Child development revision

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types of family

Types of family

  • Nuclear family: The usual two parents and children living together family. 
  • Extended family: Other relatives live close and live with the family, help out parents with childcare. 
  • Step family: When the orignal parents re-marry and get into a new relationship, their new partner will become the step parents. 
  • Single-parent family: When a parent lives on their own with the children, usually it's a mother and the children. This could be due to divorce, death of a parent or a mulitple of different reasons. 
  • Single-parent: A parent who makes dicisions for the children alone. 
  • Shared care: The parents have seperated/divorced and the children see both parents but in different households. The parents will continue to make joint dicisions about the childcare. 
  • Adoptive family: Couples adopt a child and pass tests with the social services to be in charge of their child's care, the child with live with their adoptive parents.
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Family differences

  • Religions.
  • Style/ Clothes.
  • Languages.
  • Music.
  • Food.
  • Style.
  • Traditions.
  • Family Size.
  • Celebrations/Events.
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After birth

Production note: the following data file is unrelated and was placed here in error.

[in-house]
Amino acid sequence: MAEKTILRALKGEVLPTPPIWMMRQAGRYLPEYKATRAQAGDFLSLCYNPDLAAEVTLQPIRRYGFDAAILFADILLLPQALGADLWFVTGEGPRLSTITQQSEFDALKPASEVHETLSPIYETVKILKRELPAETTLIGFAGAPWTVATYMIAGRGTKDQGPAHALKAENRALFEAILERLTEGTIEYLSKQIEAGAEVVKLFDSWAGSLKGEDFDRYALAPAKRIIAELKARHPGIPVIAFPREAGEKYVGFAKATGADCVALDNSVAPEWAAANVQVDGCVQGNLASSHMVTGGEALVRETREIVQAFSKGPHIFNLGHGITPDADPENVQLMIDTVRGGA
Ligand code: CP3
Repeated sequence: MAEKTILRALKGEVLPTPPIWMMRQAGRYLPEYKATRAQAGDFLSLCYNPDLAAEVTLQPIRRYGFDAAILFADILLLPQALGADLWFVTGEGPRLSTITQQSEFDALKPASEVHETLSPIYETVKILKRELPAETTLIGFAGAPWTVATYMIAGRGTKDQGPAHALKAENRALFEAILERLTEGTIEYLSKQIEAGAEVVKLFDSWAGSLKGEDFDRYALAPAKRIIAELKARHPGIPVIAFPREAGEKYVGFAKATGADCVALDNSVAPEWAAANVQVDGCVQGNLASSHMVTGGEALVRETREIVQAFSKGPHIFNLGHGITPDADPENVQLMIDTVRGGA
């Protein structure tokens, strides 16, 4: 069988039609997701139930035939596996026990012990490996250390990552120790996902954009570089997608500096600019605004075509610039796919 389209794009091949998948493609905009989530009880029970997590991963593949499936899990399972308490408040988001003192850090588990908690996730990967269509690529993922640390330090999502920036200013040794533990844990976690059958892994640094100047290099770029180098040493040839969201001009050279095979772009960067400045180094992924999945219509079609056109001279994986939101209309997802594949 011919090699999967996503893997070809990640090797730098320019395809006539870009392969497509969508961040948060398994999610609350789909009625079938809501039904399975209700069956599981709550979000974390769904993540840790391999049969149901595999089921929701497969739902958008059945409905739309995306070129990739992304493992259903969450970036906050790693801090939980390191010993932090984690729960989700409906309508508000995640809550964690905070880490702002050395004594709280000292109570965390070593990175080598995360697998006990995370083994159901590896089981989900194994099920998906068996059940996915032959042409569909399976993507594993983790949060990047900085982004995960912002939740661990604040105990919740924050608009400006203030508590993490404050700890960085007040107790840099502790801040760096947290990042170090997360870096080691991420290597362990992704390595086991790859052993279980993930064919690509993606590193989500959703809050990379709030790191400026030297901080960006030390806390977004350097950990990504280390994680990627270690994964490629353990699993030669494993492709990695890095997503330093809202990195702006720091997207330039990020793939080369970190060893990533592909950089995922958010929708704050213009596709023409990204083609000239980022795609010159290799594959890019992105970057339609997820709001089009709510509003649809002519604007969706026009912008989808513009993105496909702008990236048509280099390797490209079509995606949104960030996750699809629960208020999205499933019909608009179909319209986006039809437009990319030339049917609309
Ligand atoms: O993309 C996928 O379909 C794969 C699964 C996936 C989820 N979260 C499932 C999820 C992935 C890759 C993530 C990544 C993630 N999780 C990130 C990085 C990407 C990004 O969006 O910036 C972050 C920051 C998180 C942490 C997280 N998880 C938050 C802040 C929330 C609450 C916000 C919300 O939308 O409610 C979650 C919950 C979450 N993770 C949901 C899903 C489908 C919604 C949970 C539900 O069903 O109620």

Baby blues is when the mothers feels down for the few days after giving birth, this is due to hormonal changed, lack of sleep and recovering from labour.

Post-Natal depression happens to some mothers after giving birth, they feel unable to cope and overwhelmed with birth and having a new baby. This can be treated by medication and counselling, depending on how bad the strain is occasionally it can require psychiatric hospitalisation.

After giving birth, for the first six weeks the mother will go for post-natal appointments and this will check her emotional state. This is also to check that the uterus has gone back to normal size and is tucked back into the pelvis. They also make sure that any stitches the mother has had have dissolved and wounds have healed, also that her blood pressure is normal and if she has any post-natal bleeding. 

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Baby physical characteristics

  • Umbilical cord will be cut and detach the baby from the mother, the remains from the cord on the baby will shrivel up and drop off within 7 to 10 days.
  • The baby's skin may have milla which is small white or yellow spots, vernix, lanugo and will show birthmarks.
  • If the new born baby has white, fair skin they will have blue or green eyes and if the baby is dark-skinned then they will have brown eyes.
  • The weight of a baby should be approximately 3.4 kg, if the baby is under weight they will be below 2.5 kg.
  • Some babies are born with a full head of hair where as others aren't and can be born bald. Most newborn hair will fall out and grow back with a different colour and texture.
  • Baby's feet may look a little pigeon-toed, this is only because of how they've been laying in the womb for nine months but after six months they should start to straighten out. If the babies' foot is flat there is no need to worry as their arch is there but it's just covered with a pad of fat.
  • If the mother gives birth naturally the baby's head could be misshapped or elongated,  this is just because of the journey through the birth canel. The bones in their head have not yet fused together because it needed to fit through the birth canel so a newborn's head is very fragile. 
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